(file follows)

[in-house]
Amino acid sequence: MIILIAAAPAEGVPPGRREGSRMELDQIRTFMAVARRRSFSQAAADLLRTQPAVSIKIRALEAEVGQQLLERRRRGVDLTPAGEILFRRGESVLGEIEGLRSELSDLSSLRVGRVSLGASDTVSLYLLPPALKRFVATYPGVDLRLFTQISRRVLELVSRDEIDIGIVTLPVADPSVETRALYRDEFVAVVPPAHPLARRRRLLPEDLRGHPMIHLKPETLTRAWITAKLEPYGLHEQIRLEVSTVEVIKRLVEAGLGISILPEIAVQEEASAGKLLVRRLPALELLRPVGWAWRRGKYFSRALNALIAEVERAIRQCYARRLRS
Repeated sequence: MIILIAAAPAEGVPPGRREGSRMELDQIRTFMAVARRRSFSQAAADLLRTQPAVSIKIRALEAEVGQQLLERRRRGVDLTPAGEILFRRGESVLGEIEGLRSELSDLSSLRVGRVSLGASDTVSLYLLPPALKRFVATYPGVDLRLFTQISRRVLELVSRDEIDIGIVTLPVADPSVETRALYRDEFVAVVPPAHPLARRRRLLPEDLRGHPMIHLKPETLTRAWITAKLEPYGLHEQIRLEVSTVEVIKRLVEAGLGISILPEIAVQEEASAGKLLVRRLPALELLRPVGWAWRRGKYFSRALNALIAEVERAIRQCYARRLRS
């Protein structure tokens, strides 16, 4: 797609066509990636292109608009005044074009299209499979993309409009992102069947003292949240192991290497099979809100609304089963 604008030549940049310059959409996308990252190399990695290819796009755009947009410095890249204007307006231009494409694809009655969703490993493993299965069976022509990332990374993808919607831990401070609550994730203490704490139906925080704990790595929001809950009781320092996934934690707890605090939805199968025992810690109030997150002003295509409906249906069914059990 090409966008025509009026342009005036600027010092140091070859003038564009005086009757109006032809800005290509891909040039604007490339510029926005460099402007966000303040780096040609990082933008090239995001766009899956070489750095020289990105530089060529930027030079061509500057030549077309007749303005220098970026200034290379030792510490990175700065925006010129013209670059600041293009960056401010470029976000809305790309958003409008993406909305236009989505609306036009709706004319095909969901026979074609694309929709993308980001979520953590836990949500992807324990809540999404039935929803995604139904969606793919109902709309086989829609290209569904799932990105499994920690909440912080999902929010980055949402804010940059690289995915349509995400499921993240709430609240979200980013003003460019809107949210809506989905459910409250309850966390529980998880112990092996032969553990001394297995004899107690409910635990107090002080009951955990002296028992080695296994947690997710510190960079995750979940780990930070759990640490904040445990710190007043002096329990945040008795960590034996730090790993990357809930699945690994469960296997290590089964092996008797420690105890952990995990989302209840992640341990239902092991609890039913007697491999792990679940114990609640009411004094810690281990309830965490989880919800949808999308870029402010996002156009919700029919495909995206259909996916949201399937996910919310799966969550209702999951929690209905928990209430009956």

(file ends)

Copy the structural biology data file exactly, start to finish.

[in-house]
Amino acid sequence: MIILIAAAPAEGVPPGRREGSRMELDQIRTFMAVARRRSFSQAAADLLRTQPAVSIKIRALEAEVGQQLLERRRRGVDLTPAGEILFRRGESVLGEIEGLRSELSDLSSLRVGRVSLGASDTVSLYLLPPALKRFVATYPGVDLRLFTQISRRVLELVSRDEIDIGIVTLPVADPSVETRALYRDEFVAVVPPAHPLARRRRLLPEDLRGHPMIHLKPETLTRAWITAKLEPYGLHEQIRLEVSTVEVIKRLVEAGLGISILPEIAVQEEASAGKLLVRRLPALELLRPVGWAWRRGKYFSRALNALIAEVERAIRQCYARRLRS
Repeated sequence: MIILIAAAPAEGVPPGRREGSRMELDQIRTFMAVARRRSFSQAAADLLRTQPAVSIKIRALEAEVGQQLLERRRRGVDLTPAGEILFRRGESVLGEIEGLRSELSDLSSLRVGRVSLGASDTVSLYLLPPALKRFVATYPGVDLRLFTQISRRVLELVSRDEIDIGIVTLPVADPSVETRALYRDEFVAVVPPAHPLARRRRLLPEDLRGHPMIHLKPETLTRAWITAKLEPYGLHEQIRLEVSTVEVIKRLVEAGLGISILPEIAVQEEASAGKLLVRRLPALELLRPVGWAWRRGKYFSRALNALIAEVERAIRQCYARRLRS
């Protein structure tokens, strides 16, 4: 797609066509990636292109608009005044074009299209499979993309409009992102069947003292949240192991290497099979809100609304089963 604008030549940049310059959409996308990252190399990695290819796009755009947009410095890249204007307006231009494409694809009655969703490993493993299965069976022509990332990374993808919607831990401070609550994730203490704490139906925080704990790595929001809950009781320092996934934690707890605090939805199968025992810690109030997150002003295509409906249906069914059990 090409966008025509009026342009005036600027010092140091070859003038564009005086009757109006032809800005290509891909040039604007490339510029926005460099402007966000303040780096040609990082933008090239995001766009899956070489750095020289990105530089060529930027030079061509500057030549077309007749303005220098970026200034290379030792510490990175700065925006010129013209670059600041293009960056401010470029976000809305790309958003409008993406909305236009989505609306036009709706004319095909969901026979074609694309929709993308980001979520953590836990949500992807324990809540999404039935929803995604139904969606793919109902709309086989829609290209569904799932990105499994920690909440912080999902929010980055949402804010940059690289995915349509995400499921993240709430609240979200980013003003460019809107949210809506989905459910409250309850966390529980998880112990092996032969553990001394297995004899107690409910635990107090002080009951955990002296028992080695296994947690997710510190960079995750979940780990930070759990640490904040445990710190007043002096329990945040008795960590034996730090790993990357809930699945690994469960296997290590089964092996008797420690105890952990995990989302209840992640341990239902092991609890039913007697491999792990679940114990609640009411004094810690281990309830965490989880919800949808999308870029402010996002156009919700029919495909995206259909996916949201399937996910919310799966969550209702999951929690209905928990209430009956």